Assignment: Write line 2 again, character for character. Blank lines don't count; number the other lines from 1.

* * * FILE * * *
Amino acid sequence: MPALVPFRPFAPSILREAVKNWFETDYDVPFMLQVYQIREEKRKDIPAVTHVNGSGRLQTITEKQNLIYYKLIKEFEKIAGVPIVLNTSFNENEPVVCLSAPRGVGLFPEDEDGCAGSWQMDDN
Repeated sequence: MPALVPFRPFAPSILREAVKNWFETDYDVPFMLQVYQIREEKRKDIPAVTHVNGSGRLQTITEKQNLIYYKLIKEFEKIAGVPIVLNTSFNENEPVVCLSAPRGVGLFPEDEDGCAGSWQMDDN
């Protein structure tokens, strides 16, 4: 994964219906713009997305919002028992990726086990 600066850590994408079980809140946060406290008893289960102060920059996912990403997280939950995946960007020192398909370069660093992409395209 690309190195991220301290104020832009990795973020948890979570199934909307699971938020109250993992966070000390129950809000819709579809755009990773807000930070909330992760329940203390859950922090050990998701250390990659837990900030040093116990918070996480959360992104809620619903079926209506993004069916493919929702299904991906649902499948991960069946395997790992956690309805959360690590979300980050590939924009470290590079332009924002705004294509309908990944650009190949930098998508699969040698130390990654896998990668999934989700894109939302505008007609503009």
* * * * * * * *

Repeated sequence: MPALVPFRPFAPSILREAVKNWFETDYDVPFMLQVYQIREEKRKDIPAVTHVNGSGRLQTITEKQNLIYYKLIKEFEKIAGVPIVLNTSFNENEPVVCLSAPRGVGLFPEDEDGCAGSWQMDDN